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Suppose one has function $f(z)$ analytic in the unit disk. Suppose closed loop $L$ lies in the disk except for one point $P$ on the boundary. Then the Cauchy integral theorem generally does not apply and one can't always conclude that $\int_L f(z)dz=0$.

Do there exist theorems which do recover the conclusion subject to suitable restrictions on the boundary behavior of $L$ and $f$? How about, for example, for modular forms $f$ and loops $L$ with $P$ sitting on a sufficiently sharp cusp (sharp enough, say so that the two branches of $L$ extending from $P$ lie close together in the Poincare metric)?

Perhaps the right statement might not apply to all $L$, but, say, only to almost all $L$ equivalent up to rotation (again with $P$ on a sufficiently sharp cusp or whatever)?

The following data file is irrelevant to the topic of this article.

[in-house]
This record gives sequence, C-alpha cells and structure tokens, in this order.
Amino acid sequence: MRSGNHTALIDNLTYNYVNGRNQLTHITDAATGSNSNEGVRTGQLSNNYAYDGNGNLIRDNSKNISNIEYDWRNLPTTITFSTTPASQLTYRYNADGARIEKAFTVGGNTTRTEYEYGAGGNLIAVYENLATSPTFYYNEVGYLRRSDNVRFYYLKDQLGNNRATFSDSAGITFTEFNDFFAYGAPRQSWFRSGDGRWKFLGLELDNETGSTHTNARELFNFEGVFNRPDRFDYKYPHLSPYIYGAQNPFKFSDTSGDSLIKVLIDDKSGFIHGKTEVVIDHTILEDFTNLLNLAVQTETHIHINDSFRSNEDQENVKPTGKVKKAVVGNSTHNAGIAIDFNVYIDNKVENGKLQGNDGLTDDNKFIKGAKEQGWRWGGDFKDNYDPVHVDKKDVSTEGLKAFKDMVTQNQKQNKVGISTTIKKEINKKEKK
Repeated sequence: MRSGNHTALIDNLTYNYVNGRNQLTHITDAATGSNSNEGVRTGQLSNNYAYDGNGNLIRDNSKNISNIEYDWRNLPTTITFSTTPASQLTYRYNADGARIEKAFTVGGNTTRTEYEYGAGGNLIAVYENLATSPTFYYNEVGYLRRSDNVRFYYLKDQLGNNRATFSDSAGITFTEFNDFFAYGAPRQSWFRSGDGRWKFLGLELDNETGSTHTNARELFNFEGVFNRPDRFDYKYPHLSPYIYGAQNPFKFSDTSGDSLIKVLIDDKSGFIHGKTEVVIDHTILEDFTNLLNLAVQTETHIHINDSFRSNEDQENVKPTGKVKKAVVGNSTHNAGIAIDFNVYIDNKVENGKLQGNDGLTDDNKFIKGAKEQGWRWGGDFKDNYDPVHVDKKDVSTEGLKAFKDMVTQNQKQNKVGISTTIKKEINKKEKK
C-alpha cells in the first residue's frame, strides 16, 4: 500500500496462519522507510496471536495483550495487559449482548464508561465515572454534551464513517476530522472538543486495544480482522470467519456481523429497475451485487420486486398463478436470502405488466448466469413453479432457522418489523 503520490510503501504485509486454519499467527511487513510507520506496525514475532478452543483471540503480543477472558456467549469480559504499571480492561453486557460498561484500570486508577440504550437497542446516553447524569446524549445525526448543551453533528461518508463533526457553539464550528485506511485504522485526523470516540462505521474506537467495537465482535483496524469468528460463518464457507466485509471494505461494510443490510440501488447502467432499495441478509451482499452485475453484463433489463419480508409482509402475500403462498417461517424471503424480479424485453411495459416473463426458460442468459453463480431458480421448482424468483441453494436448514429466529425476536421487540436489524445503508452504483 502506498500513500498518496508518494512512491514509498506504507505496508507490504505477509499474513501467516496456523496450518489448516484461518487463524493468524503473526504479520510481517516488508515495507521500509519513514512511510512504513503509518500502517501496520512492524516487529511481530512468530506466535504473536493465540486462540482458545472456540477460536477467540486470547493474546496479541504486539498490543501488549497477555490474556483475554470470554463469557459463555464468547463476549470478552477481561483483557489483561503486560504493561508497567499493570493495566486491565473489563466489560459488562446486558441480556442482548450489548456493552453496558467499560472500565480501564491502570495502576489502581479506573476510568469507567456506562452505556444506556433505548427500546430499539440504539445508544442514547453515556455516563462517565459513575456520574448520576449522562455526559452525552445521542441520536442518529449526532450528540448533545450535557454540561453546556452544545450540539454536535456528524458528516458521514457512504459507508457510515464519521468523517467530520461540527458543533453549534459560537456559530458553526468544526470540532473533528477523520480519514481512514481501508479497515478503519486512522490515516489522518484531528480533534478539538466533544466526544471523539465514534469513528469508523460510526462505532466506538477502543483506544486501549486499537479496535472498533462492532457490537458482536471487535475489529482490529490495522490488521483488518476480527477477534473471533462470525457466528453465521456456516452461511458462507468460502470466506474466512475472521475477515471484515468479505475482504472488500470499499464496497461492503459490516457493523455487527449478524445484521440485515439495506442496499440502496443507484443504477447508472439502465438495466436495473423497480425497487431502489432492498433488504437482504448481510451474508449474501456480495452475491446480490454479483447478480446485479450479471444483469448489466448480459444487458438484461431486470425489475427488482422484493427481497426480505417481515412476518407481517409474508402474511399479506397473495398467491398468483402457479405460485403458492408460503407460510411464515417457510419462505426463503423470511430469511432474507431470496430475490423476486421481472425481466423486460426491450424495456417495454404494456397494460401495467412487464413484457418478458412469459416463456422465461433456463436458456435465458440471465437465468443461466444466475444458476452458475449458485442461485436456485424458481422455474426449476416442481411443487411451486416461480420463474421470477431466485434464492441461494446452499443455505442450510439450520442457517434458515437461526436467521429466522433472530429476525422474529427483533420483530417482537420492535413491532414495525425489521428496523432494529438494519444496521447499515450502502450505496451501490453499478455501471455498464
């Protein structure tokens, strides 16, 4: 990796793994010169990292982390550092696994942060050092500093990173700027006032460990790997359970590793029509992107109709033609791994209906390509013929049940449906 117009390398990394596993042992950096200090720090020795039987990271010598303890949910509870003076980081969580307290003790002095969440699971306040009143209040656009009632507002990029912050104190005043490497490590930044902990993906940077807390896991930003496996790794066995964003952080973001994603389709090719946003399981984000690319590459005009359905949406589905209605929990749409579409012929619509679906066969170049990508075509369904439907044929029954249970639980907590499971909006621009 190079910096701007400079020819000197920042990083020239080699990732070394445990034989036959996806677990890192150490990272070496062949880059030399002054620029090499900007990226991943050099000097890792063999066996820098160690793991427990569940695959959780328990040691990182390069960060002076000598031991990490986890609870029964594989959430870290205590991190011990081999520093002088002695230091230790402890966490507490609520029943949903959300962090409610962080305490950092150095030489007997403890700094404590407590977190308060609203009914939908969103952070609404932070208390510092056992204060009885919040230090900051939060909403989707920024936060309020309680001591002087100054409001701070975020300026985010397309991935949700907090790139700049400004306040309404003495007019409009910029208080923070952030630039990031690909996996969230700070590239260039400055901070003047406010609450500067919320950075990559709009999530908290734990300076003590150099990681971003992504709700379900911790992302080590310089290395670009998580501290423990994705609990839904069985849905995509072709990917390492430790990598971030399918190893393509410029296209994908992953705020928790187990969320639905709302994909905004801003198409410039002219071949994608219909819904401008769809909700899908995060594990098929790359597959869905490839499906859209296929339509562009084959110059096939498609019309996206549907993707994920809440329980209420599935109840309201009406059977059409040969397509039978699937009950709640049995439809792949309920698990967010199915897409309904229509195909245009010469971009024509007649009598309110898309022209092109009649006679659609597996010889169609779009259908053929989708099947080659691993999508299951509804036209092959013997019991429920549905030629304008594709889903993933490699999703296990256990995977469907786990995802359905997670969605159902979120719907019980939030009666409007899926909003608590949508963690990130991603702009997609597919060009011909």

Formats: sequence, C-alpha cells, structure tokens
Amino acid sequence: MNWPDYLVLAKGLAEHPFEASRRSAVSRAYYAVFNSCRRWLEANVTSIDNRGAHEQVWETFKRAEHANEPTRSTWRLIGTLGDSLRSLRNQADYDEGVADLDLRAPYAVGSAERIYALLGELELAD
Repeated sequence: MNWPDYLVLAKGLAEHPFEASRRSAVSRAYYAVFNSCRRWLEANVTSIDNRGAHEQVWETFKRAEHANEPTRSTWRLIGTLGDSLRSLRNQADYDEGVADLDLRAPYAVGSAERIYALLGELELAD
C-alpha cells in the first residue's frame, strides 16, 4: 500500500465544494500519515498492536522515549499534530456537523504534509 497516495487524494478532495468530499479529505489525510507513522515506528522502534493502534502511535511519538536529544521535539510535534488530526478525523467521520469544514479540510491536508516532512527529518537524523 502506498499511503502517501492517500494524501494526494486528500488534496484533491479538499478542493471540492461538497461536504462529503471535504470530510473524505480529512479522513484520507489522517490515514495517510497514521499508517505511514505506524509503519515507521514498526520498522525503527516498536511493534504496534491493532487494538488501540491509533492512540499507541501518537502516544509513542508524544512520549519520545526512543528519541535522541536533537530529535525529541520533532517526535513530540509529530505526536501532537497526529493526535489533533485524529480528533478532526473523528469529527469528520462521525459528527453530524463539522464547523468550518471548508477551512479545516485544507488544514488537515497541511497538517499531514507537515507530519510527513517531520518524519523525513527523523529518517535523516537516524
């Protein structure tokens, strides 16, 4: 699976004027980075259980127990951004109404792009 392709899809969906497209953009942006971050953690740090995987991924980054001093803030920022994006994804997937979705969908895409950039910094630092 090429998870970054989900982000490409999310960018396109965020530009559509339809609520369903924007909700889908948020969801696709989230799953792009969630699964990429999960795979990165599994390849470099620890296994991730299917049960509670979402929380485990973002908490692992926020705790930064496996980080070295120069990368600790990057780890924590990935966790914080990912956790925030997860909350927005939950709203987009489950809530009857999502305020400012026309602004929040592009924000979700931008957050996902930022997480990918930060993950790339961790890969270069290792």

Please don't hesitate to answer because I haven't get the question exactly right.

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That is pretty much the same as changing the contour of integration when it escapes to infinity. What is normally done is to check that the integral converges and to create a sequence of "shortcuts" for which you can show that the integrals over them are small (usually by the crude length times maximum bound). It is important to understand that you need just a sequence of shortcuts escaping to P, not all of them, and it is possible that some may be better than the others in general. It is not an exact science, of course, but all "general theorems" of this sort I know are based on this idea. –  fedja Nov 22 '11 at 14:13

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